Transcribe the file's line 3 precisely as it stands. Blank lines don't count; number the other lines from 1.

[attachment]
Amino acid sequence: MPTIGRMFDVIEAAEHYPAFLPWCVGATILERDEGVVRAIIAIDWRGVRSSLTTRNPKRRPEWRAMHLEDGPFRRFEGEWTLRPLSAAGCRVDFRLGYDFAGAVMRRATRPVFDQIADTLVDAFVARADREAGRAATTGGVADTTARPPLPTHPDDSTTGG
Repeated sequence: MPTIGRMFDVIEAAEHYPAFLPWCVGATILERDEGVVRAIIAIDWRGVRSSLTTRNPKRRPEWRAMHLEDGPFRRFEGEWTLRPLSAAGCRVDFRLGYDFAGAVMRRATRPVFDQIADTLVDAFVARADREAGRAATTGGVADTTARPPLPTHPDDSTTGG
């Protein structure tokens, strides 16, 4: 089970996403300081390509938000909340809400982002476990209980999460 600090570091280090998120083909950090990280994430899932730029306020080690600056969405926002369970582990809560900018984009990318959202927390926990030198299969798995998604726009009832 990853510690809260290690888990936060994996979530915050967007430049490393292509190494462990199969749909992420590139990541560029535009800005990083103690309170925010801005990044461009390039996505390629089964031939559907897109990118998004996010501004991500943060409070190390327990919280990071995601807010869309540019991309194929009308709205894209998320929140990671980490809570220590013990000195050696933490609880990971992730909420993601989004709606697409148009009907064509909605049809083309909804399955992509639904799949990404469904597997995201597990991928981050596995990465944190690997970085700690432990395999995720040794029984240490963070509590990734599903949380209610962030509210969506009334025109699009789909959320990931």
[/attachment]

């Protein structure tokens, strides 16, 4: 089970996403300081390509938000909340809400982002476990209980999460 600090570091280090998120083909950090990280994430899932730029306020080690600056969405926002369970582990809560900018984009990318959202927390926990030198299969798995998604726009009832 990853510690809260290690888990936060994996979530915050967007430049490393292509190494462990199969749909992420590139990541560029535009800005990083103690309170925010801005990044461009390039996505390629089964031939559907897109990118998004996010501004991500943060409070190390327990919280990071995601807010869309540019991309194929009308709205894209998320929140990671980490809570220590013990000195050696933490609880990971992730909420993601989004709606697409148009009907064509909605049809083309909804399955992509639904799949990404469904597997995201597990991928981050596995990465944190690997970085700690432990395999995720040794029984240490963070509590990734599903949380209610962030509210969506009334025109699009789909959320990931």